DOZENS of dead fish, including rare eels, have been found in waters near a recycling centre.

Volunteers from Windrush Against Sewage Pollution (WASP) have been at the site near Dix Pit in Stanton Harcourt and discovered a range of dead fish.

The incident is believed to be caused by an algal crash, an event that occurs after the rapid growth of algae in a pond or lake, which often happens in warmer weather.

The environmental permit for Dix Pit is held by FCC Environment and regulated by the Environment Agency (EA), which carries out routine checks to ensure compliance.

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Vaughan Lewis, an independent environmental consultant, said: “The area near Dix Pit is suffering from an algal bloom, which looks like a green or blue paint.

“It grows when there’s a lot of nutrients in the water and this has come from somewhere, which could be the Windrush or Dix Pit.

“The algae grows very fast and exhausts the nutrients and the oxygen levels plummet.

“This does damage to the fish in the area and this in particular is a big fish kill.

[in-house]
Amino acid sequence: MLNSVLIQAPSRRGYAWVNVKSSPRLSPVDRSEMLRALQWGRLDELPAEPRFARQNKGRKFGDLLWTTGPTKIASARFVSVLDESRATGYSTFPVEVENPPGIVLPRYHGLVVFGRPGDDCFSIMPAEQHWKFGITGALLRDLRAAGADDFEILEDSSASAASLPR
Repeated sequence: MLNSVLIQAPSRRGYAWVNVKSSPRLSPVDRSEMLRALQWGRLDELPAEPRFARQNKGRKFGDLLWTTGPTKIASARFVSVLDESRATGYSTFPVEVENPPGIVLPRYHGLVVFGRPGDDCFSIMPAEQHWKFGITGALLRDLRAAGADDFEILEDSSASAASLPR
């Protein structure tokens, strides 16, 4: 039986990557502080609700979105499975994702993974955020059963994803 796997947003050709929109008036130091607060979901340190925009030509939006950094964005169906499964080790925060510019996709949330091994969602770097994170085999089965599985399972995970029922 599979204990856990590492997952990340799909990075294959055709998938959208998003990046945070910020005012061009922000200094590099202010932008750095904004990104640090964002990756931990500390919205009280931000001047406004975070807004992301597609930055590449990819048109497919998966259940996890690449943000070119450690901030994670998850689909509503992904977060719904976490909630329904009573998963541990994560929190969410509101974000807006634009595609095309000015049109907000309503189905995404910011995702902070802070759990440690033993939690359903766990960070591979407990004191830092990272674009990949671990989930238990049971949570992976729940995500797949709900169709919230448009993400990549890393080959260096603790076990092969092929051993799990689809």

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“There’s lots of dead perch and pike, and dead eels and lots of distressed eels struggling to get oxygen in their gills.

“It’s really unusual to get this many eels in the area, they’re lovely animals but they don’t get the attention others might. Eels are incredibly rare and on the edge at the moment.

“The algae produces a toxin, typically to mammals like dogs and can even make humans quite ill as well therefore human health is an issue here.

“We’re looking for sources of phosphate and nitrate to determine where this has come from.”

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Ashley Smith, of WASP, said: “Vaughan has been doing a lot of work and it appears in the last few years they’ve been getting a lot of algal blooms in the area.”

An EA spokesperson said: “Over the weekend we have been working with the fishery owner to help increase oxygen levels in Dix Pit following an algal crash which caused a reduction in dissolved oxygen levels in the water.

“We have deployed an aerator which will help increase dissolved oxygen levels to provide a localised refuge area for fish while the rest of the lake recovers.”